The Jewish Foundation for the Righteous (JFR) recently had the commercial opening of its new short documentary “Footsteps of My Father,” which explores the heroism of Master Sgt. Roddie Edmonds in saving the lives of 200 Jewish American soldiers during the Second World War. The documentary was just recognized with a prestigious Award of Excellence Special Mention by The Best Shorts Film Competition.
The narrative, told through the lens of Edmond’s son, Pastor Chris Edmonds, and several American Jewish Prisoners of War, was directed by Paul Allman, and produced by JFR Executive Vice President Stanlee Stahl and Dean Beals who has co-produced JFR documentaries for many years. Ted Koppel, of ABC News’ Nightline, provided the historical narration for the film.
The film debuted on Friday, June 8, at the IFC Theatre in Manhattan. The film has been submitted for an Academy Award in the Best Documentary Short Subject category.
The Best Shorts Competition recognizes film, television, videography and new media professionals who demonstrate exceptional achievement in craft and creativity, and those who produce standout entertainment or contribute to profound social change. Entries are judged by highly qualified professionals in the film and television industry. Other high-profile winners of this internationally respected award including, Disney Interactive for Vinlymation: A Love Story and Oscar winning production Mr. Hublot from Laurent Witz from Luxembourg.
Master Sgt. Edmonds was captured during the Battle of the Bulge by the German army on December 19, 1944. As the highest-ranking officer in the Stalag IXA, a prisoner of war camp, Edmonds was responsible for the camp’s 1,292 American POWs, which included some 200 American Jewish GIs. The camp’s commandant ordered Edmonds to identify the Jewish soldiers in order to separate them from the other prisoners. Instead, Edmonds refused, and when the German commandant placed his pistol against Edmonds’ head, demanding that he identify the Jewish soldiers, Edmonds responded “We are all Jews here,” refusing to identify the Jewish soldiers thereby saving their lives.
Edmonds survived 100 days of captivity, and returned home after the war, but never spoke of his actions. Edmonds passed away in 1985, and only long after did his son, Pastor Chris Edmonds begin to put together the story of his father’s heroism during the war. Posthumously, Edmond’s actions have been recognized by Yad Vashem and The Jewish Foundation for the Righteous. The narrative of film follows the younger Edmond’s exploration of the episode during the war.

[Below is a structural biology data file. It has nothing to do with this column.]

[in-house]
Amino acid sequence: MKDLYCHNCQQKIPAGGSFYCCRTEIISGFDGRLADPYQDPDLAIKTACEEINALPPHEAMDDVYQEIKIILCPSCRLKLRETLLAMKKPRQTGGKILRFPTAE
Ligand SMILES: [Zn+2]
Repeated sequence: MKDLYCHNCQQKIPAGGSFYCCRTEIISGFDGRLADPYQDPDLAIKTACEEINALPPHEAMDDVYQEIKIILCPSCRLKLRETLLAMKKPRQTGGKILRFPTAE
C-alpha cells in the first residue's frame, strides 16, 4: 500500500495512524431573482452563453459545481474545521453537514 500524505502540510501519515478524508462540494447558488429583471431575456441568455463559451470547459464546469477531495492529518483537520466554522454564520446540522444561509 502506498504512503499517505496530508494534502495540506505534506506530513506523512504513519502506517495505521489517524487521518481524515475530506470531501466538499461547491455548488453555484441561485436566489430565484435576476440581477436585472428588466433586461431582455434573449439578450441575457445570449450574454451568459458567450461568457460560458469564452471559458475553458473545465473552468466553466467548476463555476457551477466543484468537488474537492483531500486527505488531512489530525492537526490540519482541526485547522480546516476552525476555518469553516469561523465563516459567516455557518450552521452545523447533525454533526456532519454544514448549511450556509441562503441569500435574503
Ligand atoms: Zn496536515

“We are thrilled with the recognition that Master Sgt. Edmonds’s story has received from The Best Shorts Film Competition. His story, one not only of heroism but also one of humility, provides an incredible role model to today’s leaders and to so many others. His humility during his lifetime, by choosing not to publicize his actions provides an incredible and unique perspective into the Greatest Generation,” said Stahl. “We are thrilled with the award and look forward to sharing his story with an even wider audience in the future.”
This documentary was shown at the Portland Jewish Film Festival on Tuesday, June 19, 2018.
The JFR continues its work of providing monthly financial assistance to some 350 aged and needy Righteous Gentiles, living in 20 countries. Since its founding, the JFR has provided more than $39 million to aged and needy rescuers – helping to repay a debt of gratitude on behalf of the Jewish people to these noble men and women. Its Holocaust teacher education program has become a standard for teaching the history of the Holocaust and educating teachers and students about the significance of the Righteous as moral and ethical exemplars. For more information, visit https://jfr.org/.
Edited by: JV Staff